Human-computer interaction (HCI) study is the region of intersection between psychology and the social sciences, on the one hand, and computer science and technology, on the other. HCI researchers analyze and design specific user interface technologies (e.g. pointing devices). They study and improve the processes of technology development (e.g. task analysis, design rationale). They develop and evaluate new applications of technology (e.g. word processors, digital libraries). Throughout the past two decades, HCI has progressively integrated its scientific concerns with the engineering goal of improving the usability of computer systems and applications, which has resulted in a body of technical knowledge and methodology. HCI continues to provide a challenging test domain for applying and developing psychological and social theory in the context of technology development and use.
Covers the psychological and behavioral science of human computer interaction, including cognitive architecture, memory, problem-solving, mental models, perception, action, and language. Emphasis is placed on developing an understanding of the interaction between human and machine systems and how these processes impact the design and testing of interactive technologies.
Some researchers consider Human Factors as the broadest category in which HCI is a more specific component. Human Factors is defined as the science concerned with the application of what we know about people, their abilities, characteristics, and limitations to the design of equipment they use, environments in which they function, and jobs they perform. (Human Factors and Ergonomics Society, n.d.). Other names for human factors include ergonomics, applied experimental psychology, human factors engineering, and engineering psychology. The term Human Factors/Ergonomics is used to refer to the field as a whole. From this perspective more specific domains include driving, health care, aviation, and human computer interaction. Human factors draws on many disciplines including psychology; computer science, engineering, mathematics, medicine, and nursing.
Other researchers consider Human Computer Interaction as the broadest category in which Human Factors is a more specific component. Human-computer interaction (HCI) is defined as a multidisciplinary field of study focusing on the design of computer technology and, in particular, the interaction between humans (the users) and computers. While initially HCI focussed on the problem of a single user interacting with a desktop computer, the field since expanded to cover almost all forms of information technology design and the long-term effects that information systems will have on humans. Thus, HCI now draws from many different disciplines, including multiple branches of computer science, multiple branches of psychology, graphic design, anthropology, system engineering, sociology, linguistics and more. From this perspective, almost all technologies are computer-driven including driving, health care, and aviation, and thus all fall under HCI, with more specific areas denoted by whether the focus is on psychological issues, computer science issues, hardware, or design. Thus, HCI now draws from many different disciplines, including multiple branches of computer science, multiple branches of psychology, graphic design, anthropology, system engineering, sociology, linguistics and more.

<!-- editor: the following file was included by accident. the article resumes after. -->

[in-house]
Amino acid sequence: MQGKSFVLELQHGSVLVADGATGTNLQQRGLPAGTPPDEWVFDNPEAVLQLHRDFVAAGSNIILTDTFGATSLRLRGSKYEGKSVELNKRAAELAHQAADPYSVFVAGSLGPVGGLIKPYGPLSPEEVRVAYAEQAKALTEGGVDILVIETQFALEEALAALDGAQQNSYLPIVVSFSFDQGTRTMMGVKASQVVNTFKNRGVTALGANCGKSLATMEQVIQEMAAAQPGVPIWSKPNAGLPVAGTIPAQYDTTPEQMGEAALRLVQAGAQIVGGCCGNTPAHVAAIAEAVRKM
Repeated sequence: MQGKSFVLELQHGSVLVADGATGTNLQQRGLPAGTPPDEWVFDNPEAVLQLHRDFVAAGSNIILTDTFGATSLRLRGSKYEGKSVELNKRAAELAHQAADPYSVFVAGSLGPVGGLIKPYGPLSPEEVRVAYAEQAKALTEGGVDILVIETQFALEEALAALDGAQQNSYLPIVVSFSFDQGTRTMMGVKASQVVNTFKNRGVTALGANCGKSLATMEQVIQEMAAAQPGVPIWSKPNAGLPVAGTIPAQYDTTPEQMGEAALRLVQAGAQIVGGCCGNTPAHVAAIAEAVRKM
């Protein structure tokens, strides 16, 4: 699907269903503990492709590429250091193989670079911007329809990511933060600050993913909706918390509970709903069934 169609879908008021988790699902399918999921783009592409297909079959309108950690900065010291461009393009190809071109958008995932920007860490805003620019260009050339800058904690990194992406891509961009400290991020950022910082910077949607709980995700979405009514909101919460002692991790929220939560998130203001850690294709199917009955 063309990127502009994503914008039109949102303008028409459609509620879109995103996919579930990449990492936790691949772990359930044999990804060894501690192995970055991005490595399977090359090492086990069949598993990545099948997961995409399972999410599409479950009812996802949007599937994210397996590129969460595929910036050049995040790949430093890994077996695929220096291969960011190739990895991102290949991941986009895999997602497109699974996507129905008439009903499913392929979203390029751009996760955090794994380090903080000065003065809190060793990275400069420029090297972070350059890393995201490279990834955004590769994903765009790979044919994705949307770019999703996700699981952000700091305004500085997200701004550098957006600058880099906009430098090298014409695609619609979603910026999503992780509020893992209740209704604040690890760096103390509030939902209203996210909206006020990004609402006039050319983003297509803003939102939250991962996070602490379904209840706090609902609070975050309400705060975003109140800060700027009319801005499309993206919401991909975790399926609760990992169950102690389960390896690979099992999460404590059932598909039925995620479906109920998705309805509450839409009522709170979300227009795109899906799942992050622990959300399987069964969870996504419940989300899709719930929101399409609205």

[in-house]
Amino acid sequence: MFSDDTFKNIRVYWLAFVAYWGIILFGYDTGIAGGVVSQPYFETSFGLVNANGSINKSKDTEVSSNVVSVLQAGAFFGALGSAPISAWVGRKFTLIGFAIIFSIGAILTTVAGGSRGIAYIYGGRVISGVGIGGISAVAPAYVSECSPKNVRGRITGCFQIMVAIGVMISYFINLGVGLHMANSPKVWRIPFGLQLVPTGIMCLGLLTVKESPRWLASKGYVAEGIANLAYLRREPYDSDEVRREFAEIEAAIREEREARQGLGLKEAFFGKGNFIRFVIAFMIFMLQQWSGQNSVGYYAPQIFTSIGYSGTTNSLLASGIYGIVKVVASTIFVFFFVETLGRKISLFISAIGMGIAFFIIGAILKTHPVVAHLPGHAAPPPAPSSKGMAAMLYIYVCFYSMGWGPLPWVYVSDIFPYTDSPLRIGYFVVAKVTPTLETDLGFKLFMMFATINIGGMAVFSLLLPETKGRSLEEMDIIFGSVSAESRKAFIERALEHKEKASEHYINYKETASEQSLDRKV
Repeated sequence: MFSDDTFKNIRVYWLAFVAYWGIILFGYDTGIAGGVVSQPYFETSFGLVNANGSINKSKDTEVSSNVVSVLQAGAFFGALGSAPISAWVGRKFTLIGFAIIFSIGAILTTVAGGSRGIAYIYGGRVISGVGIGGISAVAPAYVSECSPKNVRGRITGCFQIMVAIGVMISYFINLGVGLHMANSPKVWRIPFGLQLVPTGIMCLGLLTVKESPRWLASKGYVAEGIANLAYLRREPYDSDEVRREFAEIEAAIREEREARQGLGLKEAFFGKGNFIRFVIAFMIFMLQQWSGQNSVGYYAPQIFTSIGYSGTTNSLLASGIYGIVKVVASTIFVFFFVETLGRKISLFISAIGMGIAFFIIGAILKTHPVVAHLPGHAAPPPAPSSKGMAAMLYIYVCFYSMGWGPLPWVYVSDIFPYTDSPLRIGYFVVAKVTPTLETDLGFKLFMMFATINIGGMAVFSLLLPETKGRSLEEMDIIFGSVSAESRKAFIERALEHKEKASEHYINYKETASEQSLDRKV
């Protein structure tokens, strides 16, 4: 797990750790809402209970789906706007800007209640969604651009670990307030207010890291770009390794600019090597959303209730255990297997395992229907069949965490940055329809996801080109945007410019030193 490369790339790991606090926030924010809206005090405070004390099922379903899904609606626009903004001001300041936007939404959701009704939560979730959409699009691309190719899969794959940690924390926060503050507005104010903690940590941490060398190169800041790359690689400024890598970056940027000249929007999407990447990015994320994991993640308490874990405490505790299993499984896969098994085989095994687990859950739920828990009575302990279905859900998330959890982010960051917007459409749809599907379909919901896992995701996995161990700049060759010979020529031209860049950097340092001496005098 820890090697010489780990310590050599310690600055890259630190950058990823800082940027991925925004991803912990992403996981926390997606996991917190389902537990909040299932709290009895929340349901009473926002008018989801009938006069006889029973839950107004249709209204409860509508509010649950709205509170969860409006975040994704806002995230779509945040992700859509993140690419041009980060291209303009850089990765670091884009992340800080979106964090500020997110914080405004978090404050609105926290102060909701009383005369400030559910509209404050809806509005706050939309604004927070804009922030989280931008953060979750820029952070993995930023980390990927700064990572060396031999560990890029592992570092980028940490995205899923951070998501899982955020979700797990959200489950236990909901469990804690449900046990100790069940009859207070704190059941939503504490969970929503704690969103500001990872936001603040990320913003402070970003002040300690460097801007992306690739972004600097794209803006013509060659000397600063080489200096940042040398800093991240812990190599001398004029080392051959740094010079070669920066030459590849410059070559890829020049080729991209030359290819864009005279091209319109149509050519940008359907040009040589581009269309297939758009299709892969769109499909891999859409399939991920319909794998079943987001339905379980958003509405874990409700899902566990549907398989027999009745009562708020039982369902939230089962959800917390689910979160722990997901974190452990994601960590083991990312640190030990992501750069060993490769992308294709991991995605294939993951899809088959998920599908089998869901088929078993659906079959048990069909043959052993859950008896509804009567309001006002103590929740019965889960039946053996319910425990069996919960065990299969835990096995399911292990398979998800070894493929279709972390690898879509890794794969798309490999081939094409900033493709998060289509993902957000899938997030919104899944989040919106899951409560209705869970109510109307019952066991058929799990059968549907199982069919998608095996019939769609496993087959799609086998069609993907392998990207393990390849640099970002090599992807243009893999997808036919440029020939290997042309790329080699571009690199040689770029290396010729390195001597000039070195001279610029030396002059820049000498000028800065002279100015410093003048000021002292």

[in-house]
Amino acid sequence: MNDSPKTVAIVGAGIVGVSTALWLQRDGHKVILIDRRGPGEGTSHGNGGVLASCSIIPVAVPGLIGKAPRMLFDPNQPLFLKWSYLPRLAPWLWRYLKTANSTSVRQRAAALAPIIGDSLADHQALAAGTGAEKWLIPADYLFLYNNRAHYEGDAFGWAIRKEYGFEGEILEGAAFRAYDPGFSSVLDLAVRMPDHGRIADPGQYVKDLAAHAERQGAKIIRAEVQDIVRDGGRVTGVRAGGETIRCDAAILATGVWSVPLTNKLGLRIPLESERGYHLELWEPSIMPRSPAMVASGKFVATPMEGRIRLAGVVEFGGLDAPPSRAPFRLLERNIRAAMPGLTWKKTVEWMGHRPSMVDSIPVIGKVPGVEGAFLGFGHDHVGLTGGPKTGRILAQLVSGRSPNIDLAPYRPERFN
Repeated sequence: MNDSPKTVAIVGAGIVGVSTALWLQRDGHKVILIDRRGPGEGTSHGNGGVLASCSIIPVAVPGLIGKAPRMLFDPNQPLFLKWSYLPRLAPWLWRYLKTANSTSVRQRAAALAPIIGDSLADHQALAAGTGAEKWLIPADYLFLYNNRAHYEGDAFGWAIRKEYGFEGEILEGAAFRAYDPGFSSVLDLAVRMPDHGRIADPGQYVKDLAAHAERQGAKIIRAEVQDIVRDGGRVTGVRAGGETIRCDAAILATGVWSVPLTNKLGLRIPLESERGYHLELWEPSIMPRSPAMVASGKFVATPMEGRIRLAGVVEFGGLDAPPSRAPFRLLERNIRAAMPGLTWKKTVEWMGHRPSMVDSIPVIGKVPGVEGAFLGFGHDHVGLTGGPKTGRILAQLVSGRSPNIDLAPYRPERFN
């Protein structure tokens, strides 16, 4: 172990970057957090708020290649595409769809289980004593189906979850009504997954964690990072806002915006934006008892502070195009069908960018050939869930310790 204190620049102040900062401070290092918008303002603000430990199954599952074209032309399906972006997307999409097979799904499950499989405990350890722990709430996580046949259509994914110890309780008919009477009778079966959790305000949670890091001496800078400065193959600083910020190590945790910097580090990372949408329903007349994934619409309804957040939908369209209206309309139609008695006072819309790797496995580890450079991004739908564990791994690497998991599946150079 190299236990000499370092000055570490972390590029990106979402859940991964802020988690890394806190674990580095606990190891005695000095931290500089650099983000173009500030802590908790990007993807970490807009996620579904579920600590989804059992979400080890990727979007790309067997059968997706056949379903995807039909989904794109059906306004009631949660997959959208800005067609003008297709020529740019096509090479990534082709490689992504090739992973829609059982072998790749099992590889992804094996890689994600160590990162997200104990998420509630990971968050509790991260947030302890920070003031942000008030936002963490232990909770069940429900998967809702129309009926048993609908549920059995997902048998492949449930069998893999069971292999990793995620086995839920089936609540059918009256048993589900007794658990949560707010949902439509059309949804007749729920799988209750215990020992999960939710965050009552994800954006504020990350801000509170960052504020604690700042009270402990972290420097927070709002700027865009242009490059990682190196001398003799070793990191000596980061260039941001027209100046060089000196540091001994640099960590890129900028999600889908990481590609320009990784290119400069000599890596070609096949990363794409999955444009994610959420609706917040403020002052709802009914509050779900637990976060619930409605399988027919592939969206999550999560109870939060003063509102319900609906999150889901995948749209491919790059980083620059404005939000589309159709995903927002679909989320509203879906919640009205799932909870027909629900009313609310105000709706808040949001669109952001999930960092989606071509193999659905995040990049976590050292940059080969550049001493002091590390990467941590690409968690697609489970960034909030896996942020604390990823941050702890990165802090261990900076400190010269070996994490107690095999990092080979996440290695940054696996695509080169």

Poorly designed human-machine interfaces can lead to many unexpected problems. A classic example is the Three Mile Island accident, a nuclear meltdown accident, where investigations concluded that the design of the human-machine interface was at least partly responsible for the disaster. Similarly, accidents in aviation have resulted from manufacturers' decisions to use non-standard flight instruments or throttle quadrant layouts: even though the new designs were proposed to be superior in basic human-machine interaction, pilots had already ingrained the "standard" layout. Thus, the conceptually good idea had unintended results.
Researchers in HCI are interested in developing design methodologies, experimenting with devices, prototyping software and hardware systems, exploring interaction paradigms, and developing models and theories of interaction.
8.Minimizing information access cost or interaction cost. When the user's attention is diverted from one location to another to access necessary information, there is an associated cost in time or effort. A display design should minimize this cost by allowing frequently accessed sources to be located at the nearest possible position. However, adequate legibility should not be sacrificed to reduce this cost.